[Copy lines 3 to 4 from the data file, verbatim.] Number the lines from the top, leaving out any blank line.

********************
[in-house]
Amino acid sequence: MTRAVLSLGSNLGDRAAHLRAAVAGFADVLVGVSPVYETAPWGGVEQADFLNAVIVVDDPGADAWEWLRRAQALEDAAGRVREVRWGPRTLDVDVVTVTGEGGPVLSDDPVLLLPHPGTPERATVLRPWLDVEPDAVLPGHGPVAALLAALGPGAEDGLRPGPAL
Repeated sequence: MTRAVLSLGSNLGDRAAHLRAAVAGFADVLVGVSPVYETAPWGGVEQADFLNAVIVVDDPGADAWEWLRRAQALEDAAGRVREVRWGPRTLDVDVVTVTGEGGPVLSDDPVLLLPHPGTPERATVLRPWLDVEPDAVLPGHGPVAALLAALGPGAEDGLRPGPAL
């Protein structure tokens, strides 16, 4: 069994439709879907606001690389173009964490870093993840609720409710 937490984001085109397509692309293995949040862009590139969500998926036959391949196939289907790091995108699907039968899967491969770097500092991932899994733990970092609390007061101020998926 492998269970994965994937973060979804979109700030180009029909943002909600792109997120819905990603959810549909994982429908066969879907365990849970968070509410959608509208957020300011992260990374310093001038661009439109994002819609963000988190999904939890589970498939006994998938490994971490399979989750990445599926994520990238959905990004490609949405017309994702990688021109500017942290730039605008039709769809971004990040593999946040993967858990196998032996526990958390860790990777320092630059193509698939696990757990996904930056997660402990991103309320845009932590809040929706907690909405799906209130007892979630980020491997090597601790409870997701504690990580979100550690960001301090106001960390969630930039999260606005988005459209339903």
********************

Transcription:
Repeated sequence: MTRAVLSLGSNLGDRAAHLRAAVAGFADVLVGVSPVYETAPWGGVEQADFLNAVIVVDDPGADAWEWLRRAQALEDAAGRVREVRWGPRTLDVDVVTVTGEGGPVLSDDPVLLLPHPGTPERATVLRPWLDVEPDAVLPGHGPVAALLAALGPGAEDGLRPGPAL
């Protein structure tokens, strides 16, 4: 069994439709879907606001690389173009964490870093993840609720409710 937490984001085109397509692309293995949040862009590139969500998926036959391949196939289907790091995108699907039968899967491969770097500092991932899994733990970092609390007061101020998926 492998269970994965994937973060979804979109700030180009029909943002909600792109997120819905990603959810549909994982429908066969879907365990849970968070509410959608509208957020300011992260990374310093001038661009439109994002819609963000988190999904939890589970498939006994998938490994971490399979989750990445599926994520990238959905990004490609949405017309994702990688021109500017942290730039605008039709769809971004990040593999946040993967858990196998032996526990958390860790990777320092630059193509698939696990757990996904930056997660402990991103309320845009932590809040929706907690909405799906209130007892979630980020491997090597601790409870997701504690990580979100550690960001301090106001960390969630930039999260606005988005459209339903």